Juggernaut has the pedigree to be a first-rate thriller, but unfortunately nearly sinks under its own weight until the extended climax. Still, those scenes generate enough nail-biting to keep the film from being a total waste of time. Then again, you could just fast-forward until there's only a half-hour left and use the 70 minutes you saved to do something more productive.

Monday, September 20, 2021

The Alternate Movie Title Game (Gregory Peck Edition)

Here are the rules: We will provide an "alternate title" for a Gregory Peck film and ask you to name the actual film. Most of these are pretty easy. Please answer no more than three questions per day so others can play. You may have an answer other than the intended one--just be able to defend it! 

1.  A Day With Anya.

2.  The Other Son.

3.  Savage Command.

4.  Queequeg and Me.

5.  Maddalena.

6.  The Man Who Forgot Himself. (This one works for two movies!)

7.  The Cipher.

8.  Maycomb.

9.  The Big Muddy.

10. Ghost Town.

11. Black Hair, Blue Eyes. (This one might be tough!)

12. Flag.

13. The Final Days.

14. Cady's Vengeance.

15. Ward 7.

Monday, September 13, 2021

Best Seller and Alien Nation: Cop Buddy Films with a Twist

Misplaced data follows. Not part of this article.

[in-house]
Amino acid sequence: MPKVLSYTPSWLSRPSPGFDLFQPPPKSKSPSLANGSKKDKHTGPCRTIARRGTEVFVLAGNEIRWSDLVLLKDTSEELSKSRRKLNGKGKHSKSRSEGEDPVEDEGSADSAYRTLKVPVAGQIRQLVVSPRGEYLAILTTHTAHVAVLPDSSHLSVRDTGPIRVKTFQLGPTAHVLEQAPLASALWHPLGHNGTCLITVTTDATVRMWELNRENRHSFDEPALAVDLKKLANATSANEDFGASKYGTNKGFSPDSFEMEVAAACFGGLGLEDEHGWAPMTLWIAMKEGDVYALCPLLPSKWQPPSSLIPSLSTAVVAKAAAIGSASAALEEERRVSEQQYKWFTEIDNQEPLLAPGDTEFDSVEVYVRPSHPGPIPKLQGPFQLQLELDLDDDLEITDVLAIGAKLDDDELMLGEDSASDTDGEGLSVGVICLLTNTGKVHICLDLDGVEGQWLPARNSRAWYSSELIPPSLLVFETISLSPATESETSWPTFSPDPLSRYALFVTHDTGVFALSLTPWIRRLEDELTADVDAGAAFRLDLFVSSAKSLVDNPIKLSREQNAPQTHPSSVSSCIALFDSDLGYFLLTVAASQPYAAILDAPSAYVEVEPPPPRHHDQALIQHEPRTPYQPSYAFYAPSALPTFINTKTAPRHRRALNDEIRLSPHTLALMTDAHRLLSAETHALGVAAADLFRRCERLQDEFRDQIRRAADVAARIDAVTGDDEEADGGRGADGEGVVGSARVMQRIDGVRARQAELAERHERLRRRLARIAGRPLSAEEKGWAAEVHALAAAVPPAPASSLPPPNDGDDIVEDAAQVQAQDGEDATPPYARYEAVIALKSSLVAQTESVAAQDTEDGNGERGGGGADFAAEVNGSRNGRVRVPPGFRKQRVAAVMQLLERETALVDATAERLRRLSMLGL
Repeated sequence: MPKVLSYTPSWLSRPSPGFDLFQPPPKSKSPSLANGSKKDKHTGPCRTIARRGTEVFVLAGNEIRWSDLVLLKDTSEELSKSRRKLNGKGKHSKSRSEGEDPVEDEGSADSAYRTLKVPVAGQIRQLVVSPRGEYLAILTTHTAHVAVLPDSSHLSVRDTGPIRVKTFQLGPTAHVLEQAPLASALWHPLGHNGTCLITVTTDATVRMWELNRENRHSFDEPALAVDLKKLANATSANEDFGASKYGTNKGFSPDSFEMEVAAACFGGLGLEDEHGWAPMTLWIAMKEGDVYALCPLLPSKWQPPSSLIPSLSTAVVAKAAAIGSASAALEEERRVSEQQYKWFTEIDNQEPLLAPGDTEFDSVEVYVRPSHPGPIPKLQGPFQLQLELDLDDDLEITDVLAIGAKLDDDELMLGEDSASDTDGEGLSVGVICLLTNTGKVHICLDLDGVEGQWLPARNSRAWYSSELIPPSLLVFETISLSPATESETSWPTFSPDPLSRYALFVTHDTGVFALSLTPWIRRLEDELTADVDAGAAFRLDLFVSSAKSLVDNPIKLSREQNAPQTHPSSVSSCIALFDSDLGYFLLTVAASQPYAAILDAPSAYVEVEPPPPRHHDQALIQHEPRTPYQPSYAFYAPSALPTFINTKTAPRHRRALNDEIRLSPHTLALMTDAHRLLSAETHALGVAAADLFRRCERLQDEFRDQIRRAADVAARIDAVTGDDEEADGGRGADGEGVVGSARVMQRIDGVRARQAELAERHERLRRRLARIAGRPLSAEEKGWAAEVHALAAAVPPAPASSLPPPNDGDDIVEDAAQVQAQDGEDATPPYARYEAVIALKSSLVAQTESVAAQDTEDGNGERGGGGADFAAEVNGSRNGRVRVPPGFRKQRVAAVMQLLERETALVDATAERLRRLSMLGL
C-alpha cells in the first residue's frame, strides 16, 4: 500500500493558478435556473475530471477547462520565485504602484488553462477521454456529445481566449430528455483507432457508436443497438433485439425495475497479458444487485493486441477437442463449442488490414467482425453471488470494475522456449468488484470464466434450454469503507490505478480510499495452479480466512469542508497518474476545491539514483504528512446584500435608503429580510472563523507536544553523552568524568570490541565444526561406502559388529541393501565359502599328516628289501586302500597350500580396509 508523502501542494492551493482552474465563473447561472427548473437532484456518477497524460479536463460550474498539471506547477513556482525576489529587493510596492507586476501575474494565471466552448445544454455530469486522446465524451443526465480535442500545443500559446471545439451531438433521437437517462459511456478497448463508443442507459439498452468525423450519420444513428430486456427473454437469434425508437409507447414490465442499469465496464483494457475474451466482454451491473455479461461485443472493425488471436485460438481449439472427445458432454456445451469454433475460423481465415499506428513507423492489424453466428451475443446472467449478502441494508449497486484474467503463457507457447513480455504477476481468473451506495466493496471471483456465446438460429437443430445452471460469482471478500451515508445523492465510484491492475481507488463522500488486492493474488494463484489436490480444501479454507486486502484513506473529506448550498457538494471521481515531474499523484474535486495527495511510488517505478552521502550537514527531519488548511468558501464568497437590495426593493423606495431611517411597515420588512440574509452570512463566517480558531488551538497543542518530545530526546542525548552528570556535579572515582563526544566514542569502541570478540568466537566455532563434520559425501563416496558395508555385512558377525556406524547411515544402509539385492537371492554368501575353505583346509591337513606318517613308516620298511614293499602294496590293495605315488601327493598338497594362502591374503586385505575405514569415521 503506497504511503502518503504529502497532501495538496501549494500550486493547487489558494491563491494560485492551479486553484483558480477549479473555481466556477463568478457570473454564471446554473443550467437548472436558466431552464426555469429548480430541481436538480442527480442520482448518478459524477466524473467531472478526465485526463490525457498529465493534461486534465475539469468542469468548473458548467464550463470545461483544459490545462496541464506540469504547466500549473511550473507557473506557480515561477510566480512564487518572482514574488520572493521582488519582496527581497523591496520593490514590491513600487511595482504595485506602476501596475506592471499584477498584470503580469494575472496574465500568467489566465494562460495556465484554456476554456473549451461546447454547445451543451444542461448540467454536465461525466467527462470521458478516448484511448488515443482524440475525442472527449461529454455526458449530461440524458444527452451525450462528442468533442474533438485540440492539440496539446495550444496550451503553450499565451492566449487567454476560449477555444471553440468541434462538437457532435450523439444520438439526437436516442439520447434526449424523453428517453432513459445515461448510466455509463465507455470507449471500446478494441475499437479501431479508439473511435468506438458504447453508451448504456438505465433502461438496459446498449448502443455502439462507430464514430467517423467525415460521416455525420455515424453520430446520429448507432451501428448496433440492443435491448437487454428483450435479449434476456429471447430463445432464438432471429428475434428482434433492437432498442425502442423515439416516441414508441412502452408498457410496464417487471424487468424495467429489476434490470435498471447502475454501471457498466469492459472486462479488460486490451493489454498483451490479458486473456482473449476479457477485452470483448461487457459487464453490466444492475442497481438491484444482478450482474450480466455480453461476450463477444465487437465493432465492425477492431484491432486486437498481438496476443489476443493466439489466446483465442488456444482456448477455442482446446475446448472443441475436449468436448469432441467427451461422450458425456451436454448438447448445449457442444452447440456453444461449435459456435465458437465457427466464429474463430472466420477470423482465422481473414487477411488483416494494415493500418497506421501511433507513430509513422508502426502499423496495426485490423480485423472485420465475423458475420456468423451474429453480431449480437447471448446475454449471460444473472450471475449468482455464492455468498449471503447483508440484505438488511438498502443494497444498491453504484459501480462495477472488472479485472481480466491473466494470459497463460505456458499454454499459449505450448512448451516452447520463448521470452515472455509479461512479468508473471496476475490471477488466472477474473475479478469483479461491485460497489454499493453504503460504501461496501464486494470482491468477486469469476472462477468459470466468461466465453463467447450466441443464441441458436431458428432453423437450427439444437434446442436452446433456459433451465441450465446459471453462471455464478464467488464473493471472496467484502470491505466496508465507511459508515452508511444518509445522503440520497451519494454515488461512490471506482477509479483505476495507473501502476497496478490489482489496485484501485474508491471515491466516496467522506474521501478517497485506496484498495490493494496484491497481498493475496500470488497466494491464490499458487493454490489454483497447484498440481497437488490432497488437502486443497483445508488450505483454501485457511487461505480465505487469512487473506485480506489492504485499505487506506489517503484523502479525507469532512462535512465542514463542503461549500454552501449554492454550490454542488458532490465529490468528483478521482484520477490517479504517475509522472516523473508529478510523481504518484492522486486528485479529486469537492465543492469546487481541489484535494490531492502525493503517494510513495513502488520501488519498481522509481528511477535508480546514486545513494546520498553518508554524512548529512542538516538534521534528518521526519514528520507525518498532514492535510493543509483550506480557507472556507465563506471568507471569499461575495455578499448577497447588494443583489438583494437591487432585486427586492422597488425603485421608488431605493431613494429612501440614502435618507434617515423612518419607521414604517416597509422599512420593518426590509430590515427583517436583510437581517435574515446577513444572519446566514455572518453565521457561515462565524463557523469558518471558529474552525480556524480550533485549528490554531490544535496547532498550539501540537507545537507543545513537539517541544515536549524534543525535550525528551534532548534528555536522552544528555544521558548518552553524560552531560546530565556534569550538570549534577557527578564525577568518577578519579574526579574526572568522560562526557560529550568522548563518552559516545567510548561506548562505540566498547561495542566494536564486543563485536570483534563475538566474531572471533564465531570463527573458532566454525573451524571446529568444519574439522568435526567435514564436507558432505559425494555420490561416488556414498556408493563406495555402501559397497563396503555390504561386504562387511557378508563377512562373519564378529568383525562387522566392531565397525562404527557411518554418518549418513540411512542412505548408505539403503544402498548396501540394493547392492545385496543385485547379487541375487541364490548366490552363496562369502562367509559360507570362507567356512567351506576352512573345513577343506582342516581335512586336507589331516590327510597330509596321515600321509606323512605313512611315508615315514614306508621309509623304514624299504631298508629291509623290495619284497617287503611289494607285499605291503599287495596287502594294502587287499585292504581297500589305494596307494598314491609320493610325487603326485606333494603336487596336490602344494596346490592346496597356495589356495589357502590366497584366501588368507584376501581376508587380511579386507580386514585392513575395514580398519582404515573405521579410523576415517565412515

James Woods and Brian Dennehy.
Best Seller (1987).  Cleve is a professional killer who feels he never got the respect he deserved from his ex-employer, a powerful corporate executive. To gain revenge, Cleve (James Woods) approaches Dennis Meechum to write an exposé about the corrupt businessman who used Cleve's services. A police detective who once authored a non-fiction bestseller, Meechum (Brian Dennehy) is skeptical at first. Gradually, Cleve persuades Meechum that his tale is true; it "helps" that suddenly both men become the targets of murder attempts.

Made in 1987, Best Seller is mostly a study of the relationship between Cleve and Meechum. Granted, there are the requisite action scenes and a climax filled with multiple corpses, but that's not the focus. Instead, Larry Cohen's screenplay explores the rocky "friendship" between a smooth, charming, vicious killer and an honest cop struggling to be a single parent. The strength of Cohen's script is that it dupes into believing that Cleve may not be so bad, then shows him performing a cold-blooded, needless murder. Like the audience, Meechum eventually becomes intrigued with the engaging killer--but he's smart enough to never fully trust his new ally.

Coming off a Best Actor nomination for Salvador (1986), James Woods pulls in the audience with his riveting portrayal of Cleve. Brian Dennehy provides an effective foil, but his role is less showy. Best Seller belongs to Woods and his compelling, creepy character.

It's not a brilliant film. There are too many gaps in logic, such as when Meecham--whose life has been threatened--leaves his teenage daughter home alone. My recommendation is that you overlook its faults and watch Best Seller to see Woods at his best.